visitation and victory
Two years after Carroll Weathers of the School of Law had an-
nounced his decision to retire as dean (though continuing to teach),
Pasco M. “Bud” Bowman II was appointed to the law deanship. He
was a B.A. graduate of Bridgewater College and had received his J.D.
degree from New York University, where he was a Root-Tilden
Scholar. For six years he practiced law in New York City, and then
for another six years he was a member of the law faculty at the Uni-
versity of Georgia. In 1970, when he came to Wake Forest, he was
only thirty-six years old. He expressed his hope that during his ten-
ure as dean the law school would see a “vastly increased” scholarship
program, a larger faculty with better salaries, a strong lectureship
series, expanded facilities, and the building of a permanent endow-
ment. Soon after his arrival he was encouraged by a $100,000 gift to
the law school from the R.J. Reynolds Tobacco Company.
During Carroll Weathers’ last term as dean the Trustees had
approved a recommendation that the Juris Doctor (J.D.) degree be
awarded retroactively to all former LL.B. graduates who requested
it and who paid the extremely modest fee of twenty-five dollars.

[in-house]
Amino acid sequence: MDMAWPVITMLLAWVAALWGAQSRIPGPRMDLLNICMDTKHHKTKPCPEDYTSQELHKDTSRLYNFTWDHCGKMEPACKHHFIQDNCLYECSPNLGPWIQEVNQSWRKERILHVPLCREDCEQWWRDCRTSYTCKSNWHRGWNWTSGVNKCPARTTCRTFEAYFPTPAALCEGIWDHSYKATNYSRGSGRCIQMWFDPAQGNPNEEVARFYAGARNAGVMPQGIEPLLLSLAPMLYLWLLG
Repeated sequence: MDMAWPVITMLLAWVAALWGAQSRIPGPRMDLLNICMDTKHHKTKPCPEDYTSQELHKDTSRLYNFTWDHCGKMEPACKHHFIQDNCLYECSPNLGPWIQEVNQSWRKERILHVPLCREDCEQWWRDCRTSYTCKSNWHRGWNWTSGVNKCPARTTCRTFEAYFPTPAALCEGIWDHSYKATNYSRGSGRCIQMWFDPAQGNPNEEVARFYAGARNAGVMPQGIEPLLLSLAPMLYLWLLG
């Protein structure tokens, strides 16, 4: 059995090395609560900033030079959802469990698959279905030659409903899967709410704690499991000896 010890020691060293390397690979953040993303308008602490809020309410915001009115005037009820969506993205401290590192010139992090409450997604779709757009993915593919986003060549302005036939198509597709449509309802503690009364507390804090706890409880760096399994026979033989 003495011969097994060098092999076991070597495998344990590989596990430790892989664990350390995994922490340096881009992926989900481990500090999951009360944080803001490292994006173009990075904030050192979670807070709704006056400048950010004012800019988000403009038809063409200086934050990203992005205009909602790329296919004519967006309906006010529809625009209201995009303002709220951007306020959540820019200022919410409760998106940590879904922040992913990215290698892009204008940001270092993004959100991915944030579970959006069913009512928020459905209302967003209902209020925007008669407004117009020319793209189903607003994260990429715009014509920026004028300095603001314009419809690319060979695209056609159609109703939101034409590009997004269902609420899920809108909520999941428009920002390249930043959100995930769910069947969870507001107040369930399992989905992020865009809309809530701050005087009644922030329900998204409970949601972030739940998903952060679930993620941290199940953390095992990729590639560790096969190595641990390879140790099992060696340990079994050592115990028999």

The change in the law degree had first been authorized in time for
law graduates at the 1967 Commencement exercises to receive the
more prestigious J.D., and the University now wanted to extend the
same privilege to law alumni from the past.
The Babcock School, still a year away from admitting its first
students, received another major gift: $750,000 from the Z. Smith
Reynolds Foundation. Among six new appointments to the School,
Robert W. Shively from Cornell University was named to the posi-
tion of Associate Dean.
Within the College administration Thomas M. Elmore, a 1956
Wake Forest alumnus who had served as Dean of Students since
1963, announced his decision to devote his energies full-time to
teaching in the Department of Education and to his other admin-
istrative assignment as Director of Counselor Education in that
Department. Elmore, a thoughtful and reflective man, had worked
closely first with me and then with Dean Mullen and more partic-
ularly with Deans Leake and Reece and Robert Dyer, and he was
gifted with the temperament of a scholar. He was known to be a
patient listener and counselor, and he felt that his greatest contri-
bution to the University would be in the classroom and in advising
students who came within his counseling program.
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